The Pentagon Actually Spent $22 Million on a Mysterious UFO Research Program
For those of you X-Files fans who are still hoping to find answers to the truth, there's a team of people working for the government who have been on the job! According to The New York Times, in the $600 billion annual Defense Department budgets, there was $22 million spent on an Advanced Aerospace Threat Identification Program, which includes researching unidentified flying objects.
This funded research took place from 2008 to 2012 thanks to former Senator Harry Reid. The Defense Department has never acknowledged the existence of this program which investigates reports of UFOs, but it was run by a military intelligence official named Luis Elizondo... the real-life Agent Mulder.
Even though funding for the program stopped in 2012, the program is still running. The report says that "for the past five years, they say, officials with the program have continued to investigate episodes brought to them by service members, while also carrying out their other Defense Department duties."
Another person involved with all this is Robert Bigelow, who is a billionaire entrepreneur currently working with NASA to produce expandable craft for humans to use in space. The report explains his involvement, saying:
Working with Mr. Bigelow’s Las Vegas-based company, the program produced documents that describe sightings of aircraft that seemed to move at very high velocities with no visible signs of propulsion, or that hovered with no apparent means of lift.
Under Mr. Bigelow’s direction, the company modified buildings in Las Vegas for the storage of metal alloys and other materials that Mr. Elizondo and program contractors said had been recovered from unidentified aerial phenomena. Researchers also studied people who said they had experienced physical effects from encounters with the objects and examined them for any physiological changes. In addition, researchers spoke to military service members who had reported sightings of strange aircraft.
The people involved with this program have also studied videos of encounters between unknown objects and American military aircraft. There was one video released in August of a whitish oval object, about the size of a commercial plane that was chased by two Navy F/A-18F fighter jets from the aircraft carrier Nimitz off the coast of San Diego in 2004.
Hovering 50 feet above the churn was an aircraft of some kind—whitish—that was around 40 feet long and oval in shape. The craft was jumping around erratically, staying over the wave disturbance but not moving in any specific direction, Commander Fravor said. The disturbance looked like frothy waves and foam, as if the water were boiling.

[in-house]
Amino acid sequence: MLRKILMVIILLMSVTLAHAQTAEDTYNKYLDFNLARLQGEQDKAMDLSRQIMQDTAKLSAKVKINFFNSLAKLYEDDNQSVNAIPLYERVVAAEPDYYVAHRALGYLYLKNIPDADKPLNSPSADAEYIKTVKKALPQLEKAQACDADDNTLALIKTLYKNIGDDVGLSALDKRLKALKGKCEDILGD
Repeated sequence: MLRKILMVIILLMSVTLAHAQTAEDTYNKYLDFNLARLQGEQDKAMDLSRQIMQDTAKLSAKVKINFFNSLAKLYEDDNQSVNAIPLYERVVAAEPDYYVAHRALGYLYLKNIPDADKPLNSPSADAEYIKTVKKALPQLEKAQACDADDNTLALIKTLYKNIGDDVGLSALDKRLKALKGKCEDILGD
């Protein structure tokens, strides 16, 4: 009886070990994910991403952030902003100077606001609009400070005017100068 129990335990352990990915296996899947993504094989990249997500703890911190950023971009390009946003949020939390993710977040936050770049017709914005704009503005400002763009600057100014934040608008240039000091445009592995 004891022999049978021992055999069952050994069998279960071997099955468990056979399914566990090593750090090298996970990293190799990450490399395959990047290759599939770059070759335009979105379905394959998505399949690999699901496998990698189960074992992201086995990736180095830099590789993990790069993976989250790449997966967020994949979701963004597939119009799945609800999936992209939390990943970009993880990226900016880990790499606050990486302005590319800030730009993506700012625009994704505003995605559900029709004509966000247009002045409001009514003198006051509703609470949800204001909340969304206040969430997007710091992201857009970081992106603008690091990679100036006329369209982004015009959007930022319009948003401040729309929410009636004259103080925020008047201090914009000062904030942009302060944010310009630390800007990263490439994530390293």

You can watch some video footage below:
This is some pretty wild stuff and I love that there's actually a team of people out there looking for answers. Whether or not those answers will ever be revealed is another story. Mr. Reid talks about how proud he is of the program, saying:
“I’m not embarrassed or ashamed or sorry I got this thing going. I think it’s one of the good things I did in my congressional service. I’ve done something that no one has done before.”
Now just because there are a lot of unidentified objects flying around, doesn't mean they are aliens from another planet looking to destroy us. Sometimes there's an unusual phenomenon that can't be explained. Sara Seager, an astrophysicist at M.I.T. explains:
“When people claim to observe truly unusual phenomena, sometimes it’s worth investigating seriously. What people sometimes don’t get about science is that we often have phenomena that remain unexplained.”
James E. Oberg, a former NASA space shuttle engineer is also one person who likes to debunk UFO sightings, says:
“There are plenty of prosaic events and human perceptual traits that can account for these stories. Lots of people are active in the air and don’t want others to know about it. They are happy to lurk unrecognized in the noise, or even to stir it up as camouflage.”
Although, he was open to the research being done, and says, "There could well be a pearl there."
Mr. Elizondo, who continued to work on the program after the funds dried up, resigned earlier this year to protest what he characterized as "excessive secrecy and internal opposition." In his resignation letter he wrote, "Why aren’t we spending more time and effort on this issue?"
However, before he left Mr. Elizondo made sure there was someone to take his place to continue the effort. The truth is out there my friends, and it's good to know that there are people within the government who are actually looking for answers.